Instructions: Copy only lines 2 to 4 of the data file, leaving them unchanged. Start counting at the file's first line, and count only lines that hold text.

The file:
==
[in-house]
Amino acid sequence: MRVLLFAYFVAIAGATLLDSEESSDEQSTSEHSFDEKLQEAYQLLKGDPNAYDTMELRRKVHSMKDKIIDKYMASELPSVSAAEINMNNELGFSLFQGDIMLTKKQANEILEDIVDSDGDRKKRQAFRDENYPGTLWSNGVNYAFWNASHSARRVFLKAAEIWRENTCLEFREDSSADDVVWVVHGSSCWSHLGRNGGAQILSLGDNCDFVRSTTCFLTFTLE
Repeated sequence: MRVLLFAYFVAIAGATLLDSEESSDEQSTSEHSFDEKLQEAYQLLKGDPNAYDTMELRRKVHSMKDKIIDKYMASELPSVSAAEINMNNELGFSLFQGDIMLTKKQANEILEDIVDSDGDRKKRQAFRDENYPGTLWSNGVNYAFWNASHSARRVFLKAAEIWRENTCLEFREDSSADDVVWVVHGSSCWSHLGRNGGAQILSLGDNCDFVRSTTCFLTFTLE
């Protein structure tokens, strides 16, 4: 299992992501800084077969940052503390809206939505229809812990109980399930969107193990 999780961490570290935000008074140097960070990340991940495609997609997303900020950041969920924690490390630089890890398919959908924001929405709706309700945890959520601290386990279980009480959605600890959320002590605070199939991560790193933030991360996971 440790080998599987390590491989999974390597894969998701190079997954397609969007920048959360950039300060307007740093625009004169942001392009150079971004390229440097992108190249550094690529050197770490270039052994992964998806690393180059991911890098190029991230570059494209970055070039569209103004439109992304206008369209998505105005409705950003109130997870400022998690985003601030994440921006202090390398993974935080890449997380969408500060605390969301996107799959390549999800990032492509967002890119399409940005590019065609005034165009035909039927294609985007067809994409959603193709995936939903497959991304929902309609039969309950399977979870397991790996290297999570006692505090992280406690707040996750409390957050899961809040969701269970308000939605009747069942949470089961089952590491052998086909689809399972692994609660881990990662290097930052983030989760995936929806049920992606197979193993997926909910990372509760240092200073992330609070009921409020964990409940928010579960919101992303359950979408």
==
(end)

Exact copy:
Amino acid sequence: MRVLLFAYFVAIAGATLLDSEESSDEQSTSEHSFDEKLQEAYQLLKGDPNAYDTMELRRKVHSMKDKIIDKYMASELPSVSAAEINMNNELGFSLFQGDIMLTKKQANEILEDIVDSDGDRKKRQAFRDENYPGTLWSNGVNYAFWNASHSARRVFLKAAEIWRENTCLEFREDSSADDVVWVVHGSSCWSHLGRNGGAQILSLGDNCDFVRSTTCFLTFTLE
Repeated sequence: MRVLLFAYFVAIAGATLLDSEESSDEQSTSEHSFDEKLQEAYQLLKGDPNAYDTMELRRKVHSMKDKIIDKYMASELPSVSAAEINMNNELGFSLFQGDIMLTKKQANEILEDIVDSDGDRKKRQAFRDENYPGTLWSNGVNYAFWNASHSARRVFLKAAEIWRENTCLEFREDSSADDVVWVVHGSSCWSHLGRNGGAQILSLGDNCDFVRSTTCFLTFTLE
């Protein structure tokens, strides 16, 4: 299992992501800084077969940052503390809206939505229809812990109980399930969107193990 999780961490570290935000008074140097960070990340991940495609997609997303900020950041969920924690490390630089890890398919959908924001929405709706309700945890959520601290386990279980009480959605600890959320002590605070199939991560790193933030991360996971 440790080998599987390590491989999974390597894969998701190079997954397609969007920048959360950039300060307007740093625009004169942001392009150079971004390229440097992108190249550094690529050197770490270039052994992964998806690393180059991911890098190029991230570059494209970055070039569209103004439109992304206008369209998505105005409705950003109130997870400022998690985003601030994440921006202090390398993974935080890449997380969408500060605390969301996107799959390549999800990032492509967002890119399409940005590019065609005034165009035909039927294609985007067809994409959603193709995936939903497959991304929902309609039969309950399977979870397991790996290297999570006692505090992280406690707040996750409390957050899961809040969701269970308000939605009747069942949470089961089952590491052998086909689809399972692994609660881990990662290097930052983030989760995936929806049920992606197979193993997926909910990372509760240092200073992330609070009921409020964990409940928010579960919101992303359950979408």